Introduction: Variable Lab Bench Power Supply!
Have you ever been creating your new project and held back by you lack of control over your power source? Well this is the project for you! Today I'll be showing you how to make an amazing lab bench power supply for very cheap! I made this whole thing for about $25 AUD and it looks and works great!
Step 1: Parts!!!
I'm listing all items on aliexpress due to it being worldwide however it's only a guide, as long as the values are similar you should be fine!
1- Audio Speaker Banana Plug
2- Mini Digital Voltmeter Ammeter DC
3- Terminal Blocks
4- B200K Linear Potentiometer
5- B500K Linear Potentiometer
6- LTC3780 10A Automatic Step Up Down Regulator
7- 16mm Metal Annular Push Button Switch Ring LED 12V
8- Old desktop power supply! I picked mine up online second hand for just a few bucks! there are tons of old computers people are happy to just get rid of so this works great for us!
Step 2: Printing!!
This print is super easy and could easily be made using alternate methods if you dont have a 3d printer! the dimension of the box is 300x100x100mm.
All the files are found here:
if you do download my files please chuck me a like and follow I love to see people enjoying something I could help make for them! I really do appreciate the support to make these kinds of things!
Print with whatever setting suits your printer best I had 20% infill.
Please note the rear of the encloser may not fit your power supply so please edit to fit!
Feel free to contact me regarding the design!
Step 3: Assembly!
As I've been saying I've kept this design very simple but I think the final product looks fantastic and much better than the ones available online.
I found it easiest to screw my power supply to the back mount then glue both the back and bottom pieces together and add hot glue under the PSU to prop it up straight. Next attach the front and sides.
Optionally you could make all the wiring for the front panel first before attaching it however it makes it very awkward to glue, but really this comes down to personal choice. I've tried it both ways and had no issues either way!
Step 4: Wiring!
Now for the fun part... Kinda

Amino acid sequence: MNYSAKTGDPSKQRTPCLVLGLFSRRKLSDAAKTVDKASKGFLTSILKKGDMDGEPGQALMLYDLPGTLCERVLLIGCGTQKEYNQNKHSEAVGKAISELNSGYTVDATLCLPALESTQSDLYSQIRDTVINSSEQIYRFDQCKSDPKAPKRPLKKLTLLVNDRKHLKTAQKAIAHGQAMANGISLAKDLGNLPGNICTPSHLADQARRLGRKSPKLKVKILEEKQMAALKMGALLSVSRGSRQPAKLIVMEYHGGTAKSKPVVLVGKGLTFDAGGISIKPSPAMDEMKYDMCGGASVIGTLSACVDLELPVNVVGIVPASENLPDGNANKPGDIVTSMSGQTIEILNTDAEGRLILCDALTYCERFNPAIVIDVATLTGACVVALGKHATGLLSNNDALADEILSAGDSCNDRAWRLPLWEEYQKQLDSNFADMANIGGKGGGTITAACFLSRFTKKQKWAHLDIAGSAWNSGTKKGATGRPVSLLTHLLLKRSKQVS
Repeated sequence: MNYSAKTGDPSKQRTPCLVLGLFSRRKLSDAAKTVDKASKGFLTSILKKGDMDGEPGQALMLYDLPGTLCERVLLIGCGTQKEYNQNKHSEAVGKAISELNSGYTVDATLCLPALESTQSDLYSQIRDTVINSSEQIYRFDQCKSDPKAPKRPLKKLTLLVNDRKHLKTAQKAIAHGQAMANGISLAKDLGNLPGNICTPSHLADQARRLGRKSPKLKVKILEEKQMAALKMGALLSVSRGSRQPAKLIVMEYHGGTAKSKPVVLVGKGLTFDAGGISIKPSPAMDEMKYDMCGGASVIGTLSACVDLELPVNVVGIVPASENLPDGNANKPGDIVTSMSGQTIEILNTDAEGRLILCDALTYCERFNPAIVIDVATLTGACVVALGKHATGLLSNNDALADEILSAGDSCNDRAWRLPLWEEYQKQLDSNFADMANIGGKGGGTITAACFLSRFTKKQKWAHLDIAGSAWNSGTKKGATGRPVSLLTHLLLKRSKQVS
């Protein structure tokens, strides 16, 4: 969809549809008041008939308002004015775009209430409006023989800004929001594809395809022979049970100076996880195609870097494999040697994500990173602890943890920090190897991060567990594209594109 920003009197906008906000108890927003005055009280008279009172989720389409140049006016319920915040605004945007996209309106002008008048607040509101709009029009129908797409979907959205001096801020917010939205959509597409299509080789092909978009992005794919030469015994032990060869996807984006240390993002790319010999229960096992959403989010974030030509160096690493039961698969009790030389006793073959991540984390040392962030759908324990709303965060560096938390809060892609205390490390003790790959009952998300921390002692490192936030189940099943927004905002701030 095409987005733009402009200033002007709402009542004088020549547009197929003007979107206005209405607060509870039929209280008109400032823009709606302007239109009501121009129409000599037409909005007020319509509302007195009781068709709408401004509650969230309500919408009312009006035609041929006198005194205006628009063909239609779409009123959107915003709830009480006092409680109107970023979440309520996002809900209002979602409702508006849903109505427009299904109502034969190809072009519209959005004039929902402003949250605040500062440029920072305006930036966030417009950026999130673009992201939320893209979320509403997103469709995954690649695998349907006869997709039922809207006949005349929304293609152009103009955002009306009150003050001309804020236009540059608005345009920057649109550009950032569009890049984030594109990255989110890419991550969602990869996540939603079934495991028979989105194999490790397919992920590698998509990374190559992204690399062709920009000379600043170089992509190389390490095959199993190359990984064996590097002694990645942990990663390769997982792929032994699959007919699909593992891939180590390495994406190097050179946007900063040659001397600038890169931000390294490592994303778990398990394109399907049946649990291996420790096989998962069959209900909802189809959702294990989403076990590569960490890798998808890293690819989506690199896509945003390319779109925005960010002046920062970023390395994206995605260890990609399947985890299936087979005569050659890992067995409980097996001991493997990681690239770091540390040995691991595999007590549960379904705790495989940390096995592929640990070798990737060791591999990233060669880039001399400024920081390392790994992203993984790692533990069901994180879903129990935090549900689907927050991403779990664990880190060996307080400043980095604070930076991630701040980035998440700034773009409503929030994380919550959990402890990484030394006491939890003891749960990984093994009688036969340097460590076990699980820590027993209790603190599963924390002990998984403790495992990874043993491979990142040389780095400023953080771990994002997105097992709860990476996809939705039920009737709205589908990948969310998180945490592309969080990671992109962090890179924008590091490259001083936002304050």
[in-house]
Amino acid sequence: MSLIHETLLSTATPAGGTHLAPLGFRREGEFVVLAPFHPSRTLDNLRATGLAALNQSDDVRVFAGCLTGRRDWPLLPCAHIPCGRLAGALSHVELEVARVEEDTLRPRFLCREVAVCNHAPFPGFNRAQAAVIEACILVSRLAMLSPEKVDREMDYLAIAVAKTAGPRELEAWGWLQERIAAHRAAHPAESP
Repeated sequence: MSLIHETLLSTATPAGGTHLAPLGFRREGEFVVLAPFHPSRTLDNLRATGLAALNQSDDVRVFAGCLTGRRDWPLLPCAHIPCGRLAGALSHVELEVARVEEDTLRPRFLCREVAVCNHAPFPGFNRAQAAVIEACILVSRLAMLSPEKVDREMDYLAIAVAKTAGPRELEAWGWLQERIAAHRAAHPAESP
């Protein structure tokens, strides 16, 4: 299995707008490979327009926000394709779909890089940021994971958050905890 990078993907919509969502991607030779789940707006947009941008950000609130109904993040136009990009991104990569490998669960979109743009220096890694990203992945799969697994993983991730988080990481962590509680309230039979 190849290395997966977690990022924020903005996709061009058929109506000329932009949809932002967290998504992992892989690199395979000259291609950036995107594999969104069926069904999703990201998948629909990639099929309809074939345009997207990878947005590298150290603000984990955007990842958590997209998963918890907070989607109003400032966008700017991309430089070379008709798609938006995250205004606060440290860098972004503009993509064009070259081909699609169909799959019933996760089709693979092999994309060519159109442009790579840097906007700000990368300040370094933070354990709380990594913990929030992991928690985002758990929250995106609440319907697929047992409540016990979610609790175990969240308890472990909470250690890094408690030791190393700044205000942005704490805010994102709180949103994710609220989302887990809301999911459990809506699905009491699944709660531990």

I've tried to make the above schematic as simple as I could, basically +12V goes to the LTC3780 and depending on the fixed outputs you want, attach the correct colour wire to the bannana plug! (The gnd you use for each does not matter, one black wire to each negative plug)
if your 24 pin header doesn't have enough of the values you need feel free to use either the molex or CPU wires!
My switch is a 12V LED switch but LED this is optional. For the LED power I used 12V from the CPU Header. Then connect the green wire to "C" on the switch and gnd to "NO
Step 5: Final Touches!
It's the little things you do that always make your final product seem more professional.
1- I added hot glue to most of my soldering joints to ensure even when moved around I wont have wires touching or put under stress!
2- Potentiometer knobs are a nice touch
3- Secure all lose wires to make it feel more solid. I didn't remove any of the PSU's wires in case I ever felt the need to change or expand on this design. This meant you could hear them move around. This made it feel cheap and is also a bit of a hazard so I bundled them and glued them out of the way. I also secured any other lose wires in the circuit!
4- Labels, obviously you don't want to be confused down the track or others for that matter so I just incorporated some simple labeling to remove any and all confusion!
Step 6: Wrap Up!
I love this final product and that why I wanted to share it with all you makers out there like me! I'd seen many variations for varible supplies but this is by far the easiest and is so much cheaper than the ones you can buy!
I've been using mine for a while now and it's been absolutely flawless!
However there are a few things I might add in the near future to make it even better!
1- Rubber feet, because the plastic tends to slide along the desk unless you hold the back
2- A support in the middle of the case, honestly it holds up fine as is but might feel more premium with a middle support!
That's it you've made a Varible Power supply on the cheap! Thankyou so much for reading my instructable I hope you enjoyed!! Please feel free leave me any tips so I can further improve my skills as I'm only a novice!
This is an entry in the
Creative Misuse Contest